Our series of employment law updates conclude with a few laws that do not neatly fit into previous categories yet may have a significant impact for affected businesses.
AB 1601 expanded the Cal/WARN Act to include call centers relocating to foreign countries. Such call centers employing 75 or more people must now give a 60-day notice before relocating a call center if the relocation involves laying off 50 or more people.
Beginning on January 1, 2024, nonexempt employers may not penalize employees for cannabis use unrelated to work. Such employers may not require drug screening tests for “nonpsychoactive cannabis metabolites.” The following are exempt:
- Every employee in the building and construction trades.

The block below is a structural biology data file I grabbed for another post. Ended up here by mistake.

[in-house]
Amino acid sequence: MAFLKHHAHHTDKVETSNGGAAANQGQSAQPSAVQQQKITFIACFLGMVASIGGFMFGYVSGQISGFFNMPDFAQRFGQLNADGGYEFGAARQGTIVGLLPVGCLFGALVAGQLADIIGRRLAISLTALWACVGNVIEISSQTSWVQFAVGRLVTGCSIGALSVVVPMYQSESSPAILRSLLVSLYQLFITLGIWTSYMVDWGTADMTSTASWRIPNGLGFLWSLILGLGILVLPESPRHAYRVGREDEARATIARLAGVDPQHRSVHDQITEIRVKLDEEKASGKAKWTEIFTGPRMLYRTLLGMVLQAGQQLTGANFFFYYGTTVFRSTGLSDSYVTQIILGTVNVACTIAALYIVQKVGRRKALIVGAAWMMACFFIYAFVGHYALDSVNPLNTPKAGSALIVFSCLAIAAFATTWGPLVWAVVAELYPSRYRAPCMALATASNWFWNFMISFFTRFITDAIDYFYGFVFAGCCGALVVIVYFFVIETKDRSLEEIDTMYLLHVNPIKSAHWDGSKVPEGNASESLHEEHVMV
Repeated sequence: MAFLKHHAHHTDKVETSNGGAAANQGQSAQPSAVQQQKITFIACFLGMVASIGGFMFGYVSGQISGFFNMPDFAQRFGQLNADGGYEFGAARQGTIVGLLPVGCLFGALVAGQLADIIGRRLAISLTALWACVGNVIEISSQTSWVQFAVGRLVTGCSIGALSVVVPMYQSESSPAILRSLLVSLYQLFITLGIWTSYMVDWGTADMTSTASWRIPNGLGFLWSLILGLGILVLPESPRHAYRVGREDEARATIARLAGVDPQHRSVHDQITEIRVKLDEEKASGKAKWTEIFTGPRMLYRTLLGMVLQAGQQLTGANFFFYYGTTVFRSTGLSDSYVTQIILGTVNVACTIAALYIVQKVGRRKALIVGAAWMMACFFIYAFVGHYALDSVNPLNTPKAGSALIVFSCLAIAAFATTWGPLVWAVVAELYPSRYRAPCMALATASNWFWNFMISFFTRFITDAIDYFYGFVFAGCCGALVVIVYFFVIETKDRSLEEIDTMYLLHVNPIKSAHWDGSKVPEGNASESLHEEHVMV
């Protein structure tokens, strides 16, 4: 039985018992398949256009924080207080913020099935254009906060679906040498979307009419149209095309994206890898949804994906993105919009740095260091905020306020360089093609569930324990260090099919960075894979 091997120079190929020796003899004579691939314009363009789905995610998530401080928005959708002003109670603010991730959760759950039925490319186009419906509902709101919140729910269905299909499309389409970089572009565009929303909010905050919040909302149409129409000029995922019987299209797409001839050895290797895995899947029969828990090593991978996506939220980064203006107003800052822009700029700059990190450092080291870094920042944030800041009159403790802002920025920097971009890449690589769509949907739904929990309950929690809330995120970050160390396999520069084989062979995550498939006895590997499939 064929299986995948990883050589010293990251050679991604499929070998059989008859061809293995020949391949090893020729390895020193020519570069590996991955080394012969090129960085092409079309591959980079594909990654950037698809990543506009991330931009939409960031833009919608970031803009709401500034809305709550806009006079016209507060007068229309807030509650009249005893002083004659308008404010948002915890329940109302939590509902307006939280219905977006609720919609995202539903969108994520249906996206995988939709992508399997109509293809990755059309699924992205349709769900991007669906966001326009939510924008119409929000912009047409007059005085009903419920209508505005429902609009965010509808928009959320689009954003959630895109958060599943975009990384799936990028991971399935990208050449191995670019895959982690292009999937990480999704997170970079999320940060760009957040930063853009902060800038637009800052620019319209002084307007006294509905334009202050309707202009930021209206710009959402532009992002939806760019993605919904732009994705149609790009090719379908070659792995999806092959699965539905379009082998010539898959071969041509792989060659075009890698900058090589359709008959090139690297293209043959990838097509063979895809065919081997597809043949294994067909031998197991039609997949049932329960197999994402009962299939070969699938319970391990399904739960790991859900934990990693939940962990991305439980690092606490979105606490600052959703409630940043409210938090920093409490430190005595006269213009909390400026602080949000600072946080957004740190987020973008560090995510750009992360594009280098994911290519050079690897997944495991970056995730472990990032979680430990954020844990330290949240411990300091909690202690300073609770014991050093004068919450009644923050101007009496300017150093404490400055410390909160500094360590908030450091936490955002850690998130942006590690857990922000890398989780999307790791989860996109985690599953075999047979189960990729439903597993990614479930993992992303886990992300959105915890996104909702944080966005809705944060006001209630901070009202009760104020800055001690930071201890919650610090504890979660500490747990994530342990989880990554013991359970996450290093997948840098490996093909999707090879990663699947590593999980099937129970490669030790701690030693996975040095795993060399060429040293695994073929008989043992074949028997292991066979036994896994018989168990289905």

- Employees requiring a federal government background investigation or security clearance.
- Employees required to submit to testing for controlled substances under federal or state law.
2023 is now exempt from the statute of limitations framework for plaintiffs claiming sexual assault under certain conditions. This does not include previously settled claims and the defendant must both have been engaged in a cover-up and be an “entity” defined as “a sole proprietorship, partnership, limited liability company, corporation, association, or other legal entity” In order for the statute of limitations to be exempted for 2023.
An employer may use a device to monitor (such as through a GPS function) a vehicle used by an employee only when “strictly necessary” for the employee’s duties. Monitoring can occur only during work hours and with proper notice. Such notice must explain what data will be collected for what purpose and who could access it.
If you have questions or concerns about how these news reports may affect you or your business, please contact The Burton Law Firm at: 916-822-8700 or email email@example.com for a consultation.